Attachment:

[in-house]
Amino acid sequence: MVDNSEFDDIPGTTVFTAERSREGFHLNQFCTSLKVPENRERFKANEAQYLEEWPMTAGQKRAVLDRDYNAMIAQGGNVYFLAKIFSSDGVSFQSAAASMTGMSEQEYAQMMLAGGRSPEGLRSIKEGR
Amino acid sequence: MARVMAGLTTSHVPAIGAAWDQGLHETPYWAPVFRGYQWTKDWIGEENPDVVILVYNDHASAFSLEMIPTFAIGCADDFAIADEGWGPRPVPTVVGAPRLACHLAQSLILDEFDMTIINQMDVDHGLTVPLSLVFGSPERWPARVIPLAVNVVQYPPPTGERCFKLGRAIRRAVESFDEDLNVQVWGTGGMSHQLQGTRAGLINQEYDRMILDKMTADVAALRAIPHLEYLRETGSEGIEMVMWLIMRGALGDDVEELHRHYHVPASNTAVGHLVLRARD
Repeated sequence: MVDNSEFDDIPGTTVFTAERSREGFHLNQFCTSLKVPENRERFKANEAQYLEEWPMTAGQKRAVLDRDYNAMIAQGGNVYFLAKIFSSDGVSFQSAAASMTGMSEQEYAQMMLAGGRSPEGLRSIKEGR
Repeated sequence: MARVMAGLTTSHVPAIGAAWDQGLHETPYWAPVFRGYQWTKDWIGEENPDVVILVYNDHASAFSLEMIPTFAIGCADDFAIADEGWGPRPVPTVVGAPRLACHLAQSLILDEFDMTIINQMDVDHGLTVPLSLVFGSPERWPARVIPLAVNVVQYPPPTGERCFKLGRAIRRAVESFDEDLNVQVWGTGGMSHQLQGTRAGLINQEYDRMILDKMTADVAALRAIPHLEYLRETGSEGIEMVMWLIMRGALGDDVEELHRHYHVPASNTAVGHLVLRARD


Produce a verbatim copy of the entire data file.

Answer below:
[in-house]
Amino acid sequence: MVDNSEFDDIPGTTVFTAERSREGFHLNQFCTSLKVPENRERFKANEAQYLEEWPMTAGQKRAVLDRDYNAMIAQGGNVYFLAKIFSSDGVSFQSAAASMTGMSEQEYAQMMLAGGRSPEGLRSIKEGR
Amino acid sequence: MARVMAGLTTSHVPAIGAAWDQGLHETPYWAPVFRGYQWTKDWIGEENPDVVILVYNDHASAFSLEMIPTFAIGCADDFAIADEGWGPRPVPTVVGAPRLACHLAQSLILDEFDMTIINQMDVDHGLTVPLSLVFGSPERWPARVIPLAVNVVQYPPPTGERCFKLGRAIRRAVESFDEDLNVQVWGTGGMSHQLQGTRAGLINQEYDRMILDKMTADVAALRAIPHLEYLRETGSEGIEMVMWLIMRGALGDDVEELHRHYHVPASNTAVGHLVLRARD
Repeated sequence: MVDNSEFDDIPGTTVFTAERSREGFHLNQFCTSLKVPENRERFKANEAQYLEEWPMTAGQKRAVLDRDYNAMIAQGGNVYFLAKIFSSDGVSFQSAAASMTGMSEQEYAQMMLAGGRSPEGLRSIKEGR
Repeated sequence: MARVMAGLTTSHVPAIGAAWDQGLHETPYWAPVFRGYQWTKDWIGEENPDVVILVYNDHASAFSLEMIPTFAIGCADDFAIADEGWGPRPVPTVVGAPRLACHLAQSLILDEFDMTIINQMDVDHGLTVPLSLVFGSPERWPARVIPLAVNVVQYPPPTGERCFKLGRAIRRAVESFDEDLNVQVWGTGGMSHQLQGTRAGLINQEYDRMILDKMTADVAALRAIPHLEYLRETGSEGIEMVMWLIMRGALGDDVEELHRHYHVPASNTAVGHLVLRARD